After the recent flooding in the area, 34 academy players aged 16 to 17 have spent time in the local community, helping out with those who have been affected by the recent flooding, as part of their NCS programme.
NCS (National Citizenship Service) is a platform that offers young people the chance to build their independence and make a positive impact to the local community.
During the first ten years of the partnership between NCS and the EFL Trust, from 2011 to 2021, the programme engaged with more than 65,000 young people, including 53 direct partnerships to football clubs.
The academy players were split over two sites: Bridge Street on Derby Road and Tapton Terrace, which is located near the banks of the River Rother.
Nigel Smith from the academy said: “The NCS programme is about community volunteering, life skills and employability.
“We’re choosing to focus on and support local community programmes through NCS and working with our club chaplain, Paul Hollingworth, based at Lifehouse Church, is one of the programmes we can help support.
“They were clearing up flood water, moving furniture out, clearing out houses and cleaning debris up. They were all given a bucket of cleaning goods, bags, clothes and disinfectants, which had been donated by the public.”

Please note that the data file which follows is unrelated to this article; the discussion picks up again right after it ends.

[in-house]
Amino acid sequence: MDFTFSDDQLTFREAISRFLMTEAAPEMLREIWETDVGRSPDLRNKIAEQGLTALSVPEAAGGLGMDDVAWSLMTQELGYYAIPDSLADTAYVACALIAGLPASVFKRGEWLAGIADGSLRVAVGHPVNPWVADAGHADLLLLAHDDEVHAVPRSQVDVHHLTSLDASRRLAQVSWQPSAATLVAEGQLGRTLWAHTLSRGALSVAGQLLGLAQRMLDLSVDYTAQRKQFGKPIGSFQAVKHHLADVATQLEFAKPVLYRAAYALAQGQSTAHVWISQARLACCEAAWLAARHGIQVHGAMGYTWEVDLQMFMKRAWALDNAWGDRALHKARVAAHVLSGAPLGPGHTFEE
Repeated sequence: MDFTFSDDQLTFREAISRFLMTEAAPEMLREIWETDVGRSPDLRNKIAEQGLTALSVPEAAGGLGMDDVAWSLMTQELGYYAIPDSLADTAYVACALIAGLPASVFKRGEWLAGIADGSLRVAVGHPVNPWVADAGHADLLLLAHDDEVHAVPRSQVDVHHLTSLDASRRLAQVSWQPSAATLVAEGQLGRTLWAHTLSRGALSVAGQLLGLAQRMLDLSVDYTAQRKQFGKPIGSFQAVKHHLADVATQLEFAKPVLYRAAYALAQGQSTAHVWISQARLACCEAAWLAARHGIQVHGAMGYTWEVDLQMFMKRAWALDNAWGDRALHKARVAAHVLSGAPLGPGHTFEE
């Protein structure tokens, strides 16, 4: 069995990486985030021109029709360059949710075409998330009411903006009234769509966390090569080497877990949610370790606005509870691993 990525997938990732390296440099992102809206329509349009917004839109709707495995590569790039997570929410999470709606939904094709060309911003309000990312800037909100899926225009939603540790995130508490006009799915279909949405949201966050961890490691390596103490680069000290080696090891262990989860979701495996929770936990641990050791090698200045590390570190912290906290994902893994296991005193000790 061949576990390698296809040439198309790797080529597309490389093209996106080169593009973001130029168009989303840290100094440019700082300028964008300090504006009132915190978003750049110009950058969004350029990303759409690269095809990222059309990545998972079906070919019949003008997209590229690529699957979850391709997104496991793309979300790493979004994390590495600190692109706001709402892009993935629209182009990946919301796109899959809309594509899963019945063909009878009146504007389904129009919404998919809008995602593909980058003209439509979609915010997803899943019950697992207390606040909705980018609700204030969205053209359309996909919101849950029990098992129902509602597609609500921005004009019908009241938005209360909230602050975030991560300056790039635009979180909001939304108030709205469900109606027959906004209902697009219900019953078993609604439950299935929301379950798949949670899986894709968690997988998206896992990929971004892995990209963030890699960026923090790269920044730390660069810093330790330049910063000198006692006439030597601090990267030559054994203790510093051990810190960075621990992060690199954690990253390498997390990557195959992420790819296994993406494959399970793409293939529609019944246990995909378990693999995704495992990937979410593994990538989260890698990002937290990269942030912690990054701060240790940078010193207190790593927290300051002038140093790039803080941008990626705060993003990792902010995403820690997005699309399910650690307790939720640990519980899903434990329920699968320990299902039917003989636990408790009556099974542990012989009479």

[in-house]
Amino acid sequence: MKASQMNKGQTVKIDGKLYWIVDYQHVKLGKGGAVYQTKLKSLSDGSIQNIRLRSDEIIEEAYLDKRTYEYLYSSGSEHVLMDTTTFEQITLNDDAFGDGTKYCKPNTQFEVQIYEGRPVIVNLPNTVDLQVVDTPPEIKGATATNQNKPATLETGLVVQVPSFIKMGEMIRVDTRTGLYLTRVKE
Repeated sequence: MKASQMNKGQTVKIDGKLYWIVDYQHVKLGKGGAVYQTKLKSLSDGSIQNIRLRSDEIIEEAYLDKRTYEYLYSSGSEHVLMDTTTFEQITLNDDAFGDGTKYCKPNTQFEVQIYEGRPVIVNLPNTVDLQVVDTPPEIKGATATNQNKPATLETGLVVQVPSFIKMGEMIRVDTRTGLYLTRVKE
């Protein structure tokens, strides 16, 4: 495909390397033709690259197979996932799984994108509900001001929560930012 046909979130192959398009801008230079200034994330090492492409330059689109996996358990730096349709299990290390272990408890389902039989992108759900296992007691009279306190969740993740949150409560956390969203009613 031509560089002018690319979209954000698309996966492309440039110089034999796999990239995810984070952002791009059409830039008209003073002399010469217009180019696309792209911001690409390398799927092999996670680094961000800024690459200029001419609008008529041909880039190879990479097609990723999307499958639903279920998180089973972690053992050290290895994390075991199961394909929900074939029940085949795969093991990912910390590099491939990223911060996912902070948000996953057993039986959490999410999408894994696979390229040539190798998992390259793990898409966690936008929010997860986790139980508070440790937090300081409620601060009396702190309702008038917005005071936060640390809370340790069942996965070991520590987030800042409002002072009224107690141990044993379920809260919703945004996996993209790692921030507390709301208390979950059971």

On the importance of the academy players helping out in the community, Nigel added: “I think it affords them the realism and impact on people’s lives.
“It’s all about learning new skills, that’s the type of sight they’ll remember for their whole lives. They just couldn’t believe it.
“They were all keen to get involved, there was some really good effort all-round and they are a credit to the Trust. The ethos that academy manager Neil Cluxton is instilling within them shone through.”
Going forward there will be other opportunities for the academy players to complete more work as part of their NCS programmes, helping out with Trust projects such as Camp Inspire, HAF (Holiday Activities & Food Programme) and other local Trust sessions.